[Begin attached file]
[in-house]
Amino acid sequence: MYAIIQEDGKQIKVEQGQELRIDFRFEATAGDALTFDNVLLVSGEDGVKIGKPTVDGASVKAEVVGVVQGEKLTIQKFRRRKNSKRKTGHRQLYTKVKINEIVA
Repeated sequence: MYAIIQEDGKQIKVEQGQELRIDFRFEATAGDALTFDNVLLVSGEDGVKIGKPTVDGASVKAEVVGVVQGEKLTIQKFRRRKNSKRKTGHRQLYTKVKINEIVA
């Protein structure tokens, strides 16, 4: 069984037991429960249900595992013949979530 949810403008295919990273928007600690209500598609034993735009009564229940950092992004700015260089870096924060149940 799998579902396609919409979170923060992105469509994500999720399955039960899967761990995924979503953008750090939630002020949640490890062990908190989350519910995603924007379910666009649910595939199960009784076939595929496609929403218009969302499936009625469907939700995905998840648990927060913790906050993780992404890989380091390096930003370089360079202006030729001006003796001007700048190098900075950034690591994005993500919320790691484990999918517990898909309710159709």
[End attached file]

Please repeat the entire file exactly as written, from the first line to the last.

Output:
[in-house]
Amino acid sequence: MYAIIQEDGKQIKVEQGQELRIDFRFEATAGDALTFDNVLLVSGEDGVKIGKPTVDGASVKAEVVGVVQGEKLTIQKFRRRKNSKRKTGHRQLYTKVKINEIVA
Repeated sequence: MYAIIQEDGKQIKVEQGQELRIDFRFEATAGDALTFDNVLLVSGEDGVKIGKPTVDGASVKAEVVGVVQGEKLTIQKFRRRKNSKRKTGHRQLYTKVKINEIVA
């Protein structure tokens, strides 16, 4: 069984037991429960249900595992013949979530 949810403008295919990273928007600690209500598609034993735009009564229940950092992004700015260089870096924060149940 799998579902396609919409979170923060992105469509994500999720399955039960899967761990995924979503953008750090939630002020949640490890062990908190989350519910995603924007379910666009649910595939199960009784076939595929496609929403218009969302499936009625469907939700995905998840648990927060913790906050993780992404890989380091390096930003370089360079202006030729001006003796001007700048190098900075950034690591994005993500919320790691484990999918517990898909309710159709």